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In rural town, an ironic twist on candidates’ omens: life is good

Some in Iowa do not see eye-to-eye with candidates like Michele Bachmann, who visited West Des Moines yesterday.
Some in Iowa do not see eye-to-eye with candidates like Michele Bachmann, who visited West Des Moines yesterday. Eric Gay/Associated Press/Associated Press

WASHINGTON, Iowa - It is the final day of his best year at work, and Keith Lazar, 62, settles into his office at the community bank. He eats a doughnut and turns on an instrumental CD titled “Relaxation.’’ Outside his window, the town square is bustling with proof of his impact during the past 12 months: trucks financed by his loans, restaurants expanding because of his savings advice, and businesses created with his support.

The first customer of the day is a hog farmer wearing overalls and work boots, another longtime customer enjoying a record year. He wants to apply for a loan so he can expand his operation again. Lazar waves him inside.


“Hiya, Keith,’’ the farmer says. “How’s it going?’’

“Couldn’t be better,’’ Lazar says. “Life is good.’’

Life is good. It has become Lazar’s default greeting. What could be better at the beginning of 2012 in this other city called Washington, a town of 7,200 surrounded by the corn and soybean fields of eastern Iowa? This is the Washington with a 4 percent unemployment rate, with record-breaking hog and cattle production, with a new high school and a $6 million library.

It is also a place where, day after day, presidential candidates make their case that the country is a horrific mess.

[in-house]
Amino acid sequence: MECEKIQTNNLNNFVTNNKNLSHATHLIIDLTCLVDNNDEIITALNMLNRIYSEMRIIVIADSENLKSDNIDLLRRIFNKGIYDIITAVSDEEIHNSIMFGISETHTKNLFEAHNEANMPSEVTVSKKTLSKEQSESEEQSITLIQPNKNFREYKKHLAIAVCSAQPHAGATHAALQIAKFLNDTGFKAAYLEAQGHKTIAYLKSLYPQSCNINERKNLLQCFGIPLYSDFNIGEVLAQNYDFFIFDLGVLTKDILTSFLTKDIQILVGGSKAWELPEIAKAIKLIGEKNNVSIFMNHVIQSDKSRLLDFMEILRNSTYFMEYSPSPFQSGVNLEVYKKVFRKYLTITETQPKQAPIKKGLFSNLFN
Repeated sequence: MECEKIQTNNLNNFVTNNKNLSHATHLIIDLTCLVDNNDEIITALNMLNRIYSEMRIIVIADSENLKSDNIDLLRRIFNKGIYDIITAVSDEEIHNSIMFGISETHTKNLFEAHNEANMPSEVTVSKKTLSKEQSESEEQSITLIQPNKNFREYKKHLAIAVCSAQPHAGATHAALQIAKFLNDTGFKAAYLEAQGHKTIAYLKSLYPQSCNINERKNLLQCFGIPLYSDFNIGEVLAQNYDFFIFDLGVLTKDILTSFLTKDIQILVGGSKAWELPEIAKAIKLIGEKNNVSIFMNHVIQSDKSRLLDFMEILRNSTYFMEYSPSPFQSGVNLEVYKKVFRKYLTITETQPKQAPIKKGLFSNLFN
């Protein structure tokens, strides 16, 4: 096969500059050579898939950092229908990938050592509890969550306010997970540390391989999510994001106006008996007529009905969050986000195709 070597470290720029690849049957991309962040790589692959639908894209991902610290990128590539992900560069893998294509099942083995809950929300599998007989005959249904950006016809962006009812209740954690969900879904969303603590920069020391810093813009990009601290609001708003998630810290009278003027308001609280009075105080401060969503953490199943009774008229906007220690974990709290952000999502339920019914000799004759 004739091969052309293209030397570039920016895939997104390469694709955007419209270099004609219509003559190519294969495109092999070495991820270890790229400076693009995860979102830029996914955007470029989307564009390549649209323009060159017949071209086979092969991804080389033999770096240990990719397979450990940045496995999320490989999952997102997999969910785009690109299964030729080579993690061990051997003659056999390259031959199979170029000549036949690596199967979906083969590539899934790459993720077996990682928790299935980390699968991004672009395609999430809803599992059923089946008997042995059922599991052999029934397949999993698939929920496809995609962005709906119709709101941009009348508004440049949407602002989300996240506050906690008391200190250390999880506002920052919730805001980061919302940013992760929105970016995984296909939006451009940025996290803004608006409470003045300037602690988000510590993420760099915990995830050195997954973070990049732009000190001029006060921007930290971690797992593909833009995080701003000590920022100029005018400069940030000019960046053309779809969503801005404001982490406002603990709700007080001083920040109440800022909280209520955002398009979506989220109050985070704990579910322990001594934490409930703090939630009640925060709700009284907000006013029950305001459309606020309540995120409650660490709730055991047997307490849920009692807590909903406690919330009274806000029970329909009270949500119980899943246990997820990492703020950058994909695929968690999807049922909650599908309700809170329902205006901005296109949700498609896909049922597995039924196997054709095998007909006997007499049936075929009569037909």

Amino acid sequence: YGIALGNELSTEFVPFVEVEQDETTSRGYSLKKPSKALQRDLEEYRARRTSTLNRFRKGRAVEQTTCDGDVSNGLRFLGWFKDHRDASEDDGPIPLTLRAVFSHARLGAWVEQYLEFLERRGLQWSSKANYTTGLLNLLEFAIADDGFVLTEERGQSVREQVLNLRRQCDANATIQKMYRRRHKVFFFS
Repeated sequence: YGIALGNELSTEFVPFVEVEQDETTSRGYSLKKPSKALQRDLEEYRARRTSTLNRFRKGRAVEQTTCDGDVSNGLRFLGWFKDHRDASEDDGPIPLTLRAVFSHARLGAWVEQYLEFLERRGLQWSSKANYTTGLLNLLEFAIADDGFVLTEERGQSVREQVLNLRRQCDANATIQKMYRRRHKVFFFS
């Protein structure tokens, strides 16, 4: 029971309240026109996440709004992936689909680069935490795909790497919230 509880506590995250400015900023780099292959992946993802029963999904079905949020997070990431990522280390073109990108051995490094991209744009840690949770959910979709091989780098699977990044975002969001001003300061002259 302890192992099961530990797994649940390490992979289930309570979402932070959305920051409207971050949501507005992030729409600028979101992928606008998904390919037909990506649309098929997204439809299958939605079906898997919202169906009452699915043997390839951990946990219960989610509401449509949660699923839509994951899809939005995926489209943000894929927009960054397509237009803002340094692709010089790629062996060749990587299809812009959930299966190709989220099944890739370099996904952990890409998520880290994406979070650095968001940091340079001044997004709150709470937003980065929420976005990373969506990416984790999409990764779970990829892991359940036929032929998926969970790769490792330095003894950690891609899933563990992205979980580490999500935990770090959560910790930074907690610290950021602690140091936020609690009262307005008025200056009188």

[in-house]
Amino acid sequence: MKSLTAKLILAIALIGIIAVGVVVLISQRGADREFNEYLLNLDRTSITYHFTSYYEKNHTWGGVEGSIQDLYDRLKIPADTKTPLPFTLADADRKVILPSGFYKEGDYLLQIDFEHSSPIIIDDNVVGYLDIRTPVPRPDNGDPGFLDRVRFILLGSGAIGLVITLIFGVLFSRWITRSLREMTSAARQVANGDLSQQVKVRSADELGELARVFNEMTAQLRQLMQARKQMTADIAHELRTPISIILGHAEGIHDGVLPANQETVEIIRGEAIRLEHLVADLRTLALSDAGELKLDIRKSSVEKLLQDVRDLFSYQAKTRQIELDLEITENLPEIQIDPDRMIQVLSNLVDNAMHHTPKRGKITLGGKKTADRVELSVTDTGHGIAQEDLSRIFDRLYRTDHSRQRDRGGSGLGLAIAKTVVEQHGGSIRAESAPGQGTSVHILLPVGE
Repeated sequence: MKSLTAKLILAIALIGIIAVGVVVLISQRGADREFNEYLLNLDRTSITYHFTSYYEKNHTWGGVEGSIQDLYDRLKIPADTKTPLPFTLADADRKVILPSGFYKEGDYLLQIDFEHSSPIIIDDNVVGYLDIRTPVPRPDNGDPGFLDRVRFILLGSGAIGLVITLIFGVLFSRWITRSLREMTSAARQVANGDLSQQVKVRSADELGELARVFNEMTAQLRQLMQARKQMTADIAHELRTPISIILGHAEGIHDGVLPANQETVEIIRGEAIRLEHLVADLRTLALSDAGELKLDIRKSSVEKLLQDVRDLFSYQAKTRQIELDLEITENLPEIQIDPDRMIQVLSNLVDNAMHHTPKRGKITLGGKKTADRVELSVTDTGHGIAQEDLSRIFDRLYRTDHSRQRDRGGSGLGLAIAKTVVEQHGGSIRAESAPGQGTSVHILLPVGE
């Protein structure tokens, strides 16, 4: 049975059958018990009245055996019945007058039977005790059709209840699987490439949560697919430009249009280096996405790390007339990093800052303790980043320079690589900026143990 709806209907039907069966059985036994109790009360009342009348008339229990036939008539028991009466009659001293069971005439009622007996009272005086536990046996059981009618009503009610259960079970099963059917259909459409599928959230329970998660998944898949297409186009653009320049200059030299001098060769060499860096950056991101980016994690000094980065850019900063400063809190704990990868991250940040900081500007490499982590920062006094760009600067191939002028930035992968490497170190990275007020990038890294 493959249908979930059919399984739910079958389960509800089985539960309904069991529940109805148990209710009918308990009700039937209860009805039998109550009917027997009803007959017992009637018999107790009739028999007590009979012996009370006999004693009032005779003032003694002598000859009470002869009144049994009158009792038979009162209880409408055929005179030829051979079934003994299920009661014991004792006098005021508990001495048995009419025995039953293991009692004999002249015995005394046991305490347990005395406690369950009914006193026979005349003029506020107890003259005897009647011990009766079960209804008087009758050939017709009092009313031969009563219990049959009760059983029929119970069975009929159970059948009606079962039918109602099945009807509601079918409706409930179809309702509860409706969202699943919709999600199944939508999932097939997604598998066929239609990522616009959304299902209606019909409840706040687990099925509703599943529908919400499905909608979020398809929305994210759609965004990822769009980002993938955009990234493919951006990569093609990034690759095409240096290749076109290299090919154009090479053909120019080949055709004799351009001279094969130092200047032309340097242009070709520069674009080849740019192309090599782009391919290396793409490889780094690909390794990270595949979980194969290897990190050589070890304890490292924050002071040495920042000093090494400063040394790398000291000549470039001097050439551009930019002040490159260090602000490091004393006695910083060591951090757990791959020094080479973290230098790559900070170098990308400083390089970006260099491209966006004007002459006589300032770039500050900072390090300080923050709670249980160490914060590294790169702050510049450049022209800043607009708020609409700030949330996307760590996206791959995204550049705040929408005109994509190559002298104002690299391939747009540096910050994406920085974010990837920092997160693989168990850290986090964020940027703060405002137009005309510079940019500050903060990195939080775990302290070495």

When Iowa holds its first-in-the-nation caucuses today, a major campaign moment will unfold here, in one of the most robust towns in one of the most robust states. It is an ironic way for the 2012 election to begin: Politicians come here to talk about the problems of someplace else. Lazar and his friends in Washington can render a crucial verdict on issues from which they may feel disconnected.

“This is a nation in crisis,’’ Rick Perry said at the local coffee shop last week.


“The Washington machine is strangling our economy,’’ said a local TV ad for Ron Paul.

“We’re seeing a war on our values,’’ Rick Santorum said on the evening news.

“Life is good,’’ says Lazar, a lifelong Republican who likes Mitt Romney best, although he does not like any of them enough to participate in the caucuses.

For some voters like Lazar, the calculus is different: The population around Washington’s town square is growing, along with small businesses and the middle class. The economy is stable.

For the bank, no year has been as good as 2011. Lazar’s year-end statement shows a net profit of $2.7 million. So rather than think about the problems in Washington, D.C., he focuses on the occasional problem in his Washington. Late in the afternoon, the owner of a tanning salon arrives at his office, looking frazzled, explaining that she is short on her mortgage payment for a rental property. Her renter moved out with no notice.

“What can I do?’’ she asks.

Optimism. Trust. Kindness. Those are the values in Lazar’s Washington that ensure life is good. There might be big problems elsewhere, but this is not one. “Just skip the payment this month and you’ll make an extra payment at the end of your loan,’’ he says.

“Can it be that easy?’’ she asks.

“It can be,’’ he says.